There's a variety of milk out there, from both animals and plants, and while they vary in shelf life, they have similar refrigeration needs. The rule of thumb is that any milk from livestock, such as cow's milk, goat's milk, and sheep's milk, should always be refrigerated. This applies to both pasteurized and ultra-pasteurized milk, although the shelf life of the latter is significantly longer (until it's opened).

Almond milk, soy milk, and coconut milk that is shelf-stable is stocked in grocery stores on regular shelves, but once you bring it home and open it, you have to store it under refrigeration or it will spoil sooner, just like cow's milk.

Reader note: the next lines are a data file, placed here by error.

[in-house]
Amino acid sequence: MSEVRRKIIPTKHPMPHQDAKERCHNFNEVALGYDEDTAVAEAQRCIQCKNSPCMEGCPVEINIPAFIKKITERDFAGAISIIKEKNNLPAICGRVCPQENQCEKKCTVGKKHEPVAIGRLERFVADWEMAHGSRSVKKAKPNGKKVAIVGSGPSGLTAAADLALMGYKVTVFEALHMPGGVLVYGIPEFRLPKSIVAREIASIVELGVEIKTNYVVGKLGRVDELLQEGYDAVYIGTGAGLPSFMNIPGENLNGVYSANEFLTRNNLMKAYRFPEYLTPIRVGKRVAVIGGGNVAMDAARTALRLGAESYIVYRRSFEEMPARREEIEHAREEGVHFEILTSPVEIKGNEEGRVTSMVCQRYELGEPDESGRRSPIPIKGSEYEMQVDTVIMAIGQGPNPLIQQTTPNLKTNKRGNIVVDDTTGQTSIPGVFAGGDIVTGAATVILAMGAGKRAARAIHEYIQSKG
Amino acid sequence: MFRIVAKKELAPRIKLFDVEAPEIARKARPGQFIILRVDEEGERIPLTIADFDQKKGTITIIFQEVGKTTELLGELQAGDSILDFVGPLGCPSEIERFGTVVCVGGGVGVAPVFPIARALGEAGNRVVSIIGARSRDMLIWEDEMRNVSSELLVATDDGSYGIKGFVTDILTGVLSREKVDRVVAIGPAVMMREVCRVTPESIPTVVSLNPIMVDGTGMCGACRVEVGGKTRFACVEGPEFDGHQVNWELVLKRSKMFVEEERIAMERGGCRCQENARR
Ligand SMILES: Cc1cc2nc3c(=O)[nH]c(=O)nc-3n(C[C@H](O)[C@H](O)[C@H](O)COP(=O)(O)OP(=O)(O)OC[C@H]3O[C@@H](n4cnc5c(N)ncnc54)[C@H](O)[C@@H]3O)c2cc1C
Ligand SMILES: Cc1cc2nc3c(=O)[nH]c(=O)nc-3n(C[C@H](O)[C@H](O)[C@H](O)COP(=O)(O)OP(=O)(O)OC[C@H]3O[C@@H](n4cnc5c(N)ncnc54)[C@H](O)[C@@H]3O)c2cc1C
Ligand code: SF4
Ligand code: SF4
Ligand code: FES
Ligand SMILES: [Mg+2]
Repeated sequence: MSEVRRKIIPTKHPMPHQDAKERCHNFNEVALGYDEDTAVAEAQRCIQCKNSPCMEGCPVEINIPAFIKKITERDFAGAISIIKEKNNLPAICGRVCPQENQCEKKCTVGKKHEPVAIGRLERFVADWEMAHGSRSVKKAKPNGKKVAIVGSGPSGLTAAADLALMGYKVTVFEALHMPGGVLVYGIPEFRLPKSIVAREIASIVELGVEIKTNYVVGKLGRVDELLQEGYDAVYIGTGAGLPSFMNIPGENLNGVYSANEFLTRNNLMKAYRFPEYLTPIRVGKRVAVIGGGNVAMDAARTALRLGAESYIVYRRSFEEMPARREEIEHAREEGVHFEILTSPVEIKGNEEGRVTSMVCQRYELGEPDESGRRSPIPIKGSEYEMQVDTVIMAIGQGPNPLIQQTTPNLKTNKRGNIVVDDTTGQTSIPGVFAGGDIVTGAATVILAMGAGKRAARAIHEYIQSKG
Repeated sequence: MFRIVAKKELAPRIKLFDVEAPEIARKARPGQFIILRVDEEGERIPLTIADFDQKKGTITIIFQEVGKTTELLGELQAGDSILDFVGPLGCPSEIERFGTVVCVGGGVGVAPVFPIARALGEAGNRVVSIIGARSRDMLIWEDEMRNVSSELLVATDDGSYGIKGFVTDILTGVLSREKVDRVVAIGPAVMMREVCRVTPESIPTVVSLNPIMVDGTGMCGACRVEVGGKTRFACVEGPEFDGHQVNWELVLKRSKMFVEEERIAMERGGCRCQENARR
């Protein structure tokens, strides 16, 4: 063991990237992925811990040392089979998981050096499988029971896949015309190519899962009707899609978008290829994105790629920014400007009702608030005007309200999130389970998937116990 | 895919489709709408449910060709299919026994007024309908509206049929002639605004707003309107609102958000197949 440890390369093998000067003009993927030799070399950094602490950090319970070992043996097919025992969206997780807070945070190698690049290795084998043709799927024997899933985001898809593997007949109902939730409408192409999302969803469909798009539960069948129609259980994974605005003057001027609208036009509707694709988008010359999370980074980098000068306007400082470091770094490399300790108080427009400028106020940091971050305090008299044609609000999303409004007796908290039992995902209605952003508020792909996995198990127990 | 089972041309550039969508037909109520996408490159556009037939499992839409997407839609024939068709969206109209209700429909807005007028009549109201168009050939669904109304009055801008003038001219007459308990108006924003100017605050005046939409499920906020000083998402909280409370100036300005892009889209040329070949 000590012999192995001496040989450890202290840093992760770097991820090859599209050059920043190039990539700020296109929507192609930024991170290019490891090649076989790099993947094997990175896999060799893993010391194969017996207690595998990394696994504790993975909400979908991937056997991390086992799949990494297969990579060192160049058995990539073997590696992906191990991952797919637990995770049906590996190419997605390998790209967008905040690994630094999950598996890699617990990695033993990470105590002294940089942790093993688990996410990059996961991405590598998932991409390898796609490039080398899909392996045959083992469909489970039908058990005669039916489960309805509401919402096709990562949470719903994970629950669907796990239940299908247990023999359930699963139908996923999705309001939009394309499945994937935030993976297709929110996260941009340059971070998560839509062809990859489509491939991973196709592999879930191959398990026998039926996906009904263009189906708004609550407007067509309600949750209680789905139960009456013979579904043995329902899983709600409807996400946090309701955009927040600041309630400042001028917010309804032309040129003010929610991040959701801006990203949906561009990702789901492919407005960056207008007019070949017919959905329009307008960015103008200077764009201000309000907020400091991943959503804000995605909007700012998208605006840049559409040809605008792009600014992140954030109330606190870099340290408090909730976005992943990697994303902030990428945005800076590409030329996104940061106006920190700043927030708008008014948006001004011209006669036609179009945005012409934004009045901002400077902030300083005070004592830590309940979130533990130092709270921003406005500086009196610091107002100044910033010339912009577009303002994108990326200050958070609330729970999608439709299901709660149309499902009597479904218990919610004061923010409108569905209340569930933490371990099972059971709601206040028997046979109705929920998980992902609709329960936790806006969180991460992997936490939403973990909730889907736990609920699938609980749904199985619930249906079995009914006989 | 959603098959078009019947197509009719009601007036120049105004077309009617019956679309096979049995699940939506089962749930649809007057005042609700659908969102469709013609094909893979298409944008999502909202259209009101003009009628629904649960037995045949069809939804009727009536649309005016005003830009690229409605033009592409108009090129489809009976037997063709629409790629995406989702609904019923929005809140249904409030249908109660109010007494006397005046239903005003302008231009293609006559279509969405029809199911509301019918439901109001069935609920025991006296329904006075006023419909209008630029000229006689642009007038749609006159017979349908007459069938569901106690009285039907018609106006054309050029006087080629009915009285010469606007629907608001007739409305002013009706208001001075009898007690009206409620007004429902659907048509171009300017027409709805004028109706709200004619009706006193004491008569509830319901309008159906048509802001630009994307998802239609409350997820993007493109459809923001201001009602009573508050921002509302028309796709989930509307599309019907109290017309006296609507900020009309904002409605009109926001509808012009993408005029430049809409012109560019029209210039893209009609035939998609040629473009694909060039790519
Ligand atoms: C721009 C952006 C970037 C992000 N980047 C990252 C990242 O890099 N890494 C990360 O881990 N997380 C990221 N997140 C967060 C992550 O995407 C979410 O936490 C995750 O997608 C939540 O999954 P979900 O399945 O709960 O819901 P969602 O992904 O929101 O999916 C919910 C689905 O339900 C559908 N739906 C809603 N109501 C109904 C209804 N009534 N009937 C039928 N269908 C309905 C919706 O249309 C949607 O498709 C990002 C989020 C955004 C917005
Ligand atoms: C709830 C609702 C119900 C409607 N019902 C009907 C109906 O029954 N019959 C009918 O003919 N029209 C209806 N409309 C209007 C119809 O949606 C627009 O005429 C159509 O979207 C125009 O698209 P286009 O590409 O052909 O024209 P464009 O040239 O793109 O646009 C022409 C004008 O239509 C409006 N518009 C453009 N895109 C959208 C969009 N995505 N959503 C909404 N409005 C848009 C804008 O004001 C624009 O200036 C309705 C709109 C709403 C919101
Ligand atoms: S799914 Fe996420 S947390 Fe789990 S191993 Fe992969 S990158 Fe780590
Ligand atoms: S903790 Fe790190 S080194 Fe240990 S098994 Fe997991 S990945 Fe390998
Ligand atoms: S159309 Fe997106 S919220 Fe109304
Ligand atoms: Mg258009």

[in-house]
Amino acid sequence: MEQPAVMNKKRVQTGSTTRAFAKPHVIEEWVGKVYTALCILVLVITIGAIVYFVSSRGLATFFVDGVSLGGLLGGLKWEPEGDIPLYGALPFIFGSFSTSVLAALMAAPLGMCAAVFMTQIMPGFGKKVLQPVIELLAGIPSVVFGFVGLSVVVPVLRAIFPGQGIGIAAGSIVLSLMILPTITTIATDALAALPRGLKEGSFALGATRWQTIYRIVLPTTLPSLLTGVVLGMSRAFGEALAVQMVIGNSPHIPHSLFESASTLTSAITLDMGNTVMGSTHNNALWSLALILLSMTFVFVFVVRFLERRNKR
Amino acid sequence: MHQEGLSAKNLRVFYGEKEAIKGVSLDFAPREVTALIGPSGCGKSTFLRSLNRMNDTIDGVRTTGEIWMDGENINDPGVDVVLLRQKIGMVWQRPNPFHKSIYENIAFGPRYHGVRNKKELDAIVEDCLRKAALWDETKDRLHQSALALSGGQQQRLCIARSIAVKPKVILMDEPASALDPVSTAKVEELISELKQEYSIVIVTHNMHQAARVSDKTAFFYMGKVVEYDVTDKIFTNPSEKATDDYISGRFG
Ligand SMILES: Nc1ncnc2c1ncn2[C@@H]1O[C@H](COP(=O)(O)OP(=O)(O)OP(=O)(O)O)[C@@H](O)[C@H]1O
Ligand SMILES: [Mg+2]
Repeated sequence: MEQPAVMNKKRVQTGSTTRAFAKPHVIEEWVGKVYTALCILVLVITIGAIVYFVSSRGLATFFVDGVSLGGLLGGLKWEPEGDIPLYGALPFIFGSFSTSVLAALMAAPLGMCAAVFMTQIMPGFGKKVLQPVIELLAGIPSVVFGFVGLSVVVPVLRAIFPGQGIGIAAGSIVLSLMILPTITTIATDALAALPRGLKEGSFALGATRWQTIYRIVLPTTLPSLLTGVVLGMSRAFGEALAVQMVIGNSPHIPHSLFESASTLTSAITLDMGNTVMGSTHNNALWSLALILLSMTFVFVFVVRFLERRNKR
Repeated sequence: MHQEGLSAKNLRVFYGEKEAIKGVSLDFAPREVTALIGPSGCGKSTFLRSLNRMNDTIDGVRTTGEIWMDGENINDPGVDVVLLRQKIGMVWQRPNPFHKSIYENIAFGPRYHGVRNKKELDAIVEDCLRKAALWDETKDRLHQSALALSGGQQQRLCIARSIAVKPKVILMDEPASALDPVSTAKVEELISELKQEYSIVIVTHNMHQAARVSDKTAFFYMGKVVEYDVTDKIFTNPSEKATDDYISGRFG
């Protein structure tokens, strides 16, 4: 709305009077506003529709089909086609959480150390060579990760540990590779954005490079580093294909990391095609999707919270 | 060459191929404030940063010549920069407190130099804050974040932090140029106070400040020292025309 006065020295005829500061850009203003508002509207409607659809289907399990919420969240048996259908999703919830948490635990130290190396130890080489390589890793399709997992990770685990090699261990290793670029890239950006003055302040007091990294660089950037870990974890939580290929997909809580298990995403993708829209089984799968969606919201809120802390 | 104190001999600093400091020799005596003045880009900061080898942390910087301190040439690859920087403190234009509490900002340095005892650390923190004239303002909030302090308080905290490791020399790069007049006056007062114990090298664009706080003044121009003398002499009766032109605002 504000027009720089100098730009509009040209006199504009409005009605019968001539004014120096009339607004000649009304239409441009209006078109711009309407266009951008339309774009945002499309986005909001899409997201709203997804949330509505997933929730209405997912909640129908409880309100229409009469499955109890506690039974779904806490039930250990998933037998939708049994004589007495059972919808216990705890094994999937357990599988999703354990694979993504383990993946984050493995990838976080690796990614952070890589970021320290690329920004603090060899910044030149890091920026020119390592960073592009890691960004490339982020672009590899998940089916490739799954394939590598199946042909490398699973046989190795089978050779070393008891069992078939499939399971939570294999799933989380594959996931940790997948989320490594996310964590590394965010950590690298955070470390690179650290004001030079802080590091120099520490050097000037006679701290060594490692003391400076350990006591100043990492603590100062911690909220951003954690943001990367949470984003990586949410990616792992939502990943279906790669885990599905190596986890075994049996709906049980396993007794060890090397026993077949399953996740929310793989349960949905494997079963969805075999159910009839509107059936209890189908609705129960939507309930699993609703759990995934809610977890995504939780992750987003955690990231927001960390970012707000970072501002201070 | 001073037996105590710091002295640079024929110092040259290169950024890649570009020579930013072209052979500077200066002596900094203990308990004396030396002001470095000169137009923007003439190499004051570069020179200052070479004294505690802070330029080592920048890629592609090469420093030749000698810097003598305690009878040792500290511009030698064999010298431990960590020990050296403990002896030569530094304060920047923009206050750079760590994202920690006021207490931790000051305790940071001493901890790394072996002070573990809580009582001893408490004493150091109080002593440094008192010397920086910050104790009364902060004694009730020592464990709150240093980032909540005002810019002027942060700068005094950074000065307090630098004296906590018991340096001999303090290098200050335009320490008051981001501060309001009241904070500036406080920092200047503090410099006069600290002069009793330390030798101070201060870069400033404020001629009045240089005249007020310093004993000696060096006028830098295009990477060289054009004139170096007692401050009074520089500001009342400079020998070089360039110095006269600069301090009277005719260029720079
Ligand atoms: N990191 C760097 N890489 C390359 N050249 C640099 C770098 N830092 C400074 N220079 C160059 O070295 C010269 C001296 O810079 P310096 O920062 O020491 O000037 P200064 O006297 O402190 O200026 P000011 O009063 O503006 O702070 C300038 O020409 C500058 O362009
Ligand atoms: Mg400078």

The one exception to this rule is aseptic or ultrahigh-temperature (UHT) pasteurized milk, which is ultra-pasteurized milk that is stored in a hermetically-sealed container. It does not have to be refrigerated and has a shelf-life of up to one year — which is why you often see half-and-half creamer pods stored at room temperature.

Cut leafy greens

Cut leafy greens like lettuce, spinach, and kale are a modern convenience for busy people who are trying to prepare healthy meals for their family — it's much faster than cleaning and chopping the greens yourself. Additionally, bagged salads are a super easy side dish that, because the work is already done, you might opt for instead of something less healthy. But if you do purchase cut leafy greens on the regular, be sure to store them in your refrigerator. That's because refrigeration of 41 degrees or below can stop the growth of bacteria like E.coli, which has been linked to outbreaks caused by contaminated spinach in the past. So don't store your greens anywhere else.